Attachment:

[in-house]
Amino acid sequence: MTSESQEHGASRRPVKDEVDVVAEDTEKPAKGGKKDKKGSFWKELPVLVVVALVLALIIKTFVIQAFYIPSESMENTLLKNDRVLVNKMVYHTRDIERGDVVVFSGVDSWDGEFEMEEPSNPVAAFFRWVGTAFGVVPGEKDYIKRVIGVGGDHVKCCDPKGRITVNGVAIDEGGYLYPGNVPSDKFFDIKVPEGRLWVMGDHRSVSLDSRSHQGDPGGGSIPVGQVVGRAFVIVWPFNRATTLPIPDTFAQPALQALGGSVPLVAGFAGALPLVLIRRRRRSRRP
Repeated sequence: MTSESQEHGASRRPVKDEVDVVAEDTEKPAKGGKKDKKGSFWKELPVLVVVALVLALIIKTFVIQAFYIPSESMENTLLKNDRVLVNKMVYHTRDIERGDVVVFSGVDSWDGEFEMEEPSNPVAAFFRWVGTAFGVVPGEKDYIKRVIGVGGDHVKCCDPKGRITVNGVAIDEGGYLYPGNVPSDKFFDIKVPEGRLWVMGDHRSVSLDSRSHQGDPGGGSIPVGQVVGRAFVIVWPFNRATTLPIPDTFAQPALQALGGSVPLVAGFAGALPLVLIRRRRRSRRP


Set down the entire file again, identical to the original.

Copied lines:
[in-house]
Amino acid sequence: MTSESQEHGASRRPVKDEVDVVAEDTEKPAKGGKKDKKGSFWKELPVLVVVALVLALIIKTFVIQAFYIPSESMENTLLKNDRVLVNKMVYHTRDIERGDVVVFSGVDSWDGEFEMEEPSNPVAAFFRWVGTAFGVVPGEKDYIKRVIGVGGDHVKCCDPKGRITVNGVAIDEGGYLYPGNVPSDKFFDIKVPEGRLWVMGDHRSVSLDSRSHQGDPGGGSIPVGQVVGRAFVIVWPFNRATTLPIPDTFAQPALQALGGSVPLVAGFAGALPLVLIRRRRRSRRP
Repeated sequence: MTSESQEHGASRRPVKDEVDVVAEDTEKPAKGGKKDKKGSFWKELPVLVVVALVLALIIKTFVIQAFYIPSESMENTLLKNDRVLVNKMVYHTRDIERGDVVVFSGVDSWDGEFEMEEPSNPVAAFFRWVGTAFGVVPGEKDYIKRVIGVGGDHVKCCDPKGRITVNGVAIDEGGYLYPGNVPSDKFFDIKVPEGRLWVMGDHRSVSLDSRSHQGDPGGGSIPVGQVVGRAFVIVWPFNRATTLPIPDTFAQPALQALGGSVPLVAGFAGALPLVLIRRRRRSRRP